This article was originally posted on RealClearScience.
Fans of the 2001 movie Rat Race will remember that Rowan Atkinson’s character suffered from narcolepsy. Moments before claiming the $2-million cash prize, he fell asleep. In real life, not only do narcoleptics suffer from irresistible daytime sleepiness, but they also have trouble sleeping at nighttime and may physically collapse from sudden muscle weakness, a symptom known as cataplexy. But, what causes it?
Evidence over the past few years has suggested that narcolepsy is an autoimmune disorder. However, the evidence is rather scattered; some data implicates environmental triggers, while others suggest genetic factors. Last December, a report linking an influenza vaccine with narcolepsy supposedly provided confirmation of the underlying autoimmune nature of the disease, but the article was later retracted due to a failure to replicate key findings. Still, the suspicion about narcolepsy remained.
Now, a new study in PNAS provides very strong evidence that some cases of narcolepsy are indeed due to autoimmunity. The authors report that human antibodies (immune proteins that attack foreign substances) from narcoleptics bind to molecules in rat brains, specifically neuropeptides, which are signaling molecules. (See chart. Note: OSRD = other sleep-related disorders; HCs = healthy controls; MC = military controls; A, B, and C refer to different patterns of antibody binding in the brain.)
As shown, 27% of narcoleptics and 22.5% of people with other sleep-related disorders had antibodies which could bind to various molecules within the rat brain, compared to just 10.4% of healty controls and 10% of military recruits. This means that narcoleptics (and those with other sleep disorders) are twice as likely to have autoreactive antibodies as healthy people.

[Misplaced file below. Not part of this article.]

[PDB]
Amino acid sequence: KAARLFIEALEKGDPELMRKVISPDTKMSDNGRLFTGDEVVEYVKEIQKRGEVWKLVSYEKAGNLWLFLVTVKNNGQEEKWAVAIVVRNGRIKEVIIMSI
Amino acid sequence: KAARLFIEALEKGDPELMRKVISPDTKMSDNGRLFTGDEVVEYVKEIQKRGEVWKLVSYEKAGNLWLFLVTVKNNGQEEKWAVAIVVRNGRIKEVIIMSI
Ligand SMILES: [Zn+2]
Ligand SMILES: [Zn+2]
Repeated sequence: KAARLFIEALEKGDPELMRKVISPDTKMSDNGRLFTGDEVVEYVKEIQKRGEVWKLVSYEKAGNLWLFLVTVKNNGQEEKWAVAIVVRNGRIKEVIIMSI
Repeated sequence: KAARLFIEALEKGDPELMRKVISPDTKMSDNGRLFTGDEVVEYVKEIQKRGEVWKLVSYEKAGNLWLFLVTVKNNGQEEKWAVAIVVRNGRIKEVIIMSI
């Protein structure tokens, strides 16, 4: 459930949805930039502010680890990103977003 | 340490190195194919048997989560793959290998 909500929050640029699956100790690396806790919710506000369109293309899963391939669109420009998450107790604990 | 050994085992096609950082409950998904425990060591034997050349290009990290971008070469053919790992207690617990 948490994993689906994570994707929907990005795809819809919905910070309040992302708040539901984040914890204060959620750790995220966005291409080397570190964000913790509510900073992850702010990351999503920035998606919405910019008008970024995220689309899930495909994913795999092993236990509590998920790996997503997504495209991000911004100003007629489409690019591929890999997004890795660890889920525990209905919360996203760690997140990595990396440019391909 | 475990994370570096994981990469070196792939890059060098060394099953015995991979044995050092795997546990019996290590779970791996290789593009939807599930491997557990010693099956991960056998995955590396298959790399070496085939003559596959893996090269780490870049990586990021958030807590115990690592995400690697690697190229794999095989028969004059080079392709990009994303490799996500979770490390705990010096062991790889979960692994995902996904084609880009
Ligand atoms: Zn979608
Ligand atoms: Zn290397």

The authors then injected antibodies from two narcoleptics and a healthy control into rats. The narcoleptics’ antibodies altered the rats’ sleeping patterns, for instance, by causing them to exhibit fragmented sleep. However, the rats did not fall asleep uncontrollably (the main symptom of narcolepsy), perhaps because the researchers only injected them once with the antibodies, rather than multiple times (which would mimic a chronic condition).
The data provides very strong evidence that a proportion of narcoleptic patients, as well as those who suffer other sleep disorders, are suffering from an underlying autoimmune condition. However, the data also suggests that this applies to only 1/4 of all narcoleptics, meaning that, most likely, there are multiple causes for this mysterious disorder.
Source: Peter Bergman et al. “Narcolepsy patients have antibodies that stain distinct cell populations in rat brain and influence sleep patterns.” PNAS. Published online before print: 18-Aug-2014. doi: 10.1073/pnas.1412189111